The paddles are arranged in matching pairs, the design being such that a tip 86 (FIG. 10) of one paddle of each pair is always moving in wiping relationship to an edge or flank 87 of the other paddle of the pair during the continuous co-rotation of the shafts. In the construction shown, the paddles of any pair are identical with each other and mounted with their long axes LA (FIG. ll) at right angles, the edges 87 of each paddle being defined by equiradial symmetrical arcs whose centers are symmetrically situated on the prolongations of the short axis SA of the paddle. As will be seen from the sequence shown in FIGS. 10 to 13, during the co-rotation of the shafts about their rotational axes RA, one tip 86 of the left-hand paddle follows along an edge 87 of the righthand paddle, two tips of the paddles then meet, after which a tip of the right-hand paddle follows along an edge of the left-hand paddle. Thus, in a full 360 rotation, each edge of each paddle will be wiped once by a tip of its matching paddle. During this full 360 rotation, the internal walls of the housing will be wiped twice by the tips of the paddles.

Certain paddles are designed to advance the material longitudinally of the shafts. In these paddles (hereinafter called advancing paddles), the profile of the rear face 91 (FIGS. 14 and 15) of the paddle 74 is offset by a slight angle a (about the axis of rotation) from the profile of its front face 92. For example, for a paddle having its long axis 4% inches long and its short axis 2 inches long, and having a thickness of 1 inch, the two faces may be olfset by an angle of 12 /2 The other paddle of the same pair has the profiles of its faces similarly offset by the identical angle, the design being such that the edge of each paddle will be wiped by the tip of its paired paddle, as previously described. Thus, in any cross-section through the pair of paddles, at right angles to the axis of rotation, the relationship of the cross-sectional profiles will be the same as that shown in FIGS. 10 to 13. To advance the material from the hopper end of the housing toward its opposite end, the profile at the rear face of the paddle (that is, the face nearest the hopper end) is preferably offset (from the profile at its front face) in the same direction as the direction of rotation of the paddles illustrated by the arrow in FIG. 14. It will be appreciated that while the tips are shown as being relatively sharp in the drawings, they may be relatively blunt, as indicated by the dotted lines on FIG. 14, the dimensions being adjusted so that the tips, though blunt, still are in close wiping relationship with the inner walls of the housing and with the edges of the matching paddle.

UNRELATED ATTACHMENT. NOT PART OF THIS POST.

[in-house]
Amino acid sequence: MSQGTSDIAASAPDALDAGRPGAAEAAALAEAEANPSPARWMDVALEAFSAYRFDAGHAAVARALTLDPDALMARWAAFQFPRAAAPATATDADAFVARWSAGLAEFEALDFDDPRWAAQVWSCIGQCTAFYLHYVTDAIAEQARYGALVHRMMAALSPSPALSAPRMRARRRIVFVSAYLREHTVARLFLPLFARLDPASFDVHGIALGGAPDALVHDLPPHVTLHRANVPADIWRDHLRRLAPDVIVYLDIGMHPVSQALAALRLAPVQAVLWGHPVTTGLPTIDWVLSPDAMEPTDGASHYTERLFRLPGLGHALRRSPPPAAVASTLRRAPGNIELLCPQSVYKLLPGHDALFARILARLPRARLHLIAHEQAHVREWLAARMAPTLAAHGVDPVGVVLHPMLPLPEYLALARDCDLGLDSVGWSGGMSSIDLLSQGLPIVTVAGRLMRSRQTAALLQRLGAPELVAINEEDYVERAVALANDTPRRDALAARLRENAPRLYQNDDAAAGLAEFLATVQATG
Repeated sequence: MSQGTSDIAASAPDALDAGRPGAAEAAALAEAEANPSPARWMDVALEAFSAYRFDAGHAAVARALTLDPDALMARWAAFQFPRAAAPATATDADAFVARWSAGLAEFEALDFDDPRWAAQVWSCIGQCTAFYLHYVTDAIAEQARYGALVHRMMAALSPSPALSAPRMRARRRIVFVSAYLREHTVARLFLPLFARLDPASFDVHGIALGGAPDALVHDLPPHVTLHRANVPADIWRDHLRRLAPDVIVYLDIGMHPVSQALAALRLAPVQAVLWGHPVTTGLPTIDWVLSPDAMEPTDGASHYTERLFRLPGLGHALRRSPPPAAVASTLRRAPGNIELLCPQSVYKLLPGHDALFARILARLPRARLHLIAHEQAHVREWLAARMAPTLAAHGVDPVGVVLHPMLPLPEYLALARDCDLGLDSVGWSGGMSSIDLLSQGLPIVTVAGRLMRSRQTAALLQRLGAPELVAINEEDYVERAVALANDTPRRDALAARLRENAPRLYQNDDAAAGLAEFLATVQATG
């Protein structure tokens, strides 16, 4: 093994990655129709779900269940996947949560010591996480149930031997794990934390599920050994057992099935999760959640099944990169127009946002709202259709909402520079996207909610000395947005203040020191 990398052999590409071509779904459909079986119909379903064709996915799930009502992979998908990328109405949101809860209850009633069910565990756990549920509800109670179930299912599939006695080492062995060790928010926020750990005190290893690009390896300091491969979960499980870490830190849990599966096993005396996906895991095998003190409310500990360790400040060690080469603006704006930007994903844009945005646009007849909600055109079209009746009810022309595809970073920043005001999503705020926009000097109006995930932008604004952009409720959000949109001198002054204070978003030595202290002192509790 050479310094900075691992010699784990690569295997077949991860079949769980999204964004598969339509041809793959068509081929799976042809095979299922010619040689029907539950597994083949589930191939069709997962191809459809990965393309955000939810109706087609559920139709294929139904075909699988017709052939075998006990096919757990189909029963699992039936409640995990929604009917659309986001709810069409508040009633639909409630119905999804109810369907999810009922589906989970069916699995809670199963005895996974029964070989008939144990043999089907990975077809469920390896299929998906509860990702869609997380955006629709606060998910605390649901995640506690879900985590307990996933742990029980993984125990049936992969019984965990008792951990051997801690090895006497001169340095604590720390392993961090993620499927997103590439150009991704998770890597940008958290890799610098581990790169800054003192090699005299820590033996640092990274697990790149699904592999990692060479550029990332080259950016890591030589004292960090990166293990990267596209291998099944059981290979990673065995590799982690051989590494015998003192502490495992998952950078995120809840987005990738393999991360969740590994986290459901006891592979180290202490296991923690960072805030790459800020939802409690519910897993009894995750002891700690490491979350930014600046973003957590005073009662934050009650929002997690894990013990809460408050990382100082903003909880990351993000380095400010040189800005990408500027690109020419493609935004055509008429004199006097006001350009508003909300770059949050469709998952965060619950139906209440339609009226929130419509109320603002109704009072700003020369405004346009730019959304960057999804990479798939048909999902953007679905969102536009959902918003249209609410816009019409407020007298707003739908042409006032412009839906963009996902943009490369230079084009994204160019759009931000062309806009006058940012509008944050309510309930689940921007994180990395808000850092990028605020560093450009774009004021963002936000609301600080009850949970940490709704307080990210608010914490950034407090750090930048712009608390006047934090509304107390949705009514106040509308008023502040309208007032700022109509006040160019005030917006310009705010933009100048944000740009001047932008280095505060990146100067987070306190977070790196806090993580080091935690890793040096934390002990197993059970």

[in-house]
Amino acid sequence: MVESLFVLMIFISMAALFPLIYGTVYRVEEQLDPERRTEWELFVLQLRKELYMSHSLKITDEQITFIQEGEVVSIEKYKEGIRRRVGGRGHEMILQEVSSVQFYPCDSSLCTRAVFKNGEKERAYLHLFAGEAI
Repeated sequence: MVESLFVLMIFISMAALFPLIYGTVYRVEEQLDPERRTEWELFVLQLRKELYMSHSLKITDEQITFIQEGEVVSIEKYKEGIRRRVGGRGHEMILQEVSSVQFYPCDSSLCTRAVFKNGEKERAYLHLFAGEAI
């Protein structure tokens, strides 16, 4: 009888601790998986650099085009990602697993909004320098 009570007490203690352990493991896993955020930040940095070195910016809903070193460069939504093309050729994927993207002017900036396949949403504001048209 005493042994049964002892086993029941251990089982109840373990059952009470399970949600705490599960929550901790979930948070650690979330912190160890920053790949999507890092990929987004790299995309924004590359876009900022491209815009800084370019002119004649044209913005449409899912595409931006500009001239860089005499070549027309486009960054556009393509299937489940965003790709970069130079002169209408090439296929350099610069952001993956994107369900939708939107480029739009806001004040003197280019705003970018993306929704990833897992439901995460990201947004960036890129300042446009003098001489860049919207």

To continue the longitudinal advance of the material, in a more or less helical path, the long axes of each successive pair of paddles may be offset, by an acute angle, from the long axes of the pair previously engaged by the material being treated. FIG. 16 (in which the arrows indicate the direction of rotation of the shaft) illustrates various positions of the front faces of successive paddles, the paddle designated as I being nearer to the discharge end of the machine than the other paddles; the paddle II being next, then the paddle III and then the paddle IV which is furthest from the discharge end, there being a 45 angle between the long axes of successive paddles. This offsetting of the long axes of adjacent paddles also aids in the mixing action of the apparatus. As will be seen from FIG. 15, when the paddles are in the position designated as II, for example, their further movement acts to compress the material between the edges or flanks of the paddles and the walls of the housing, forcing the material into the paths of the movement of adjacent pairs of paddles.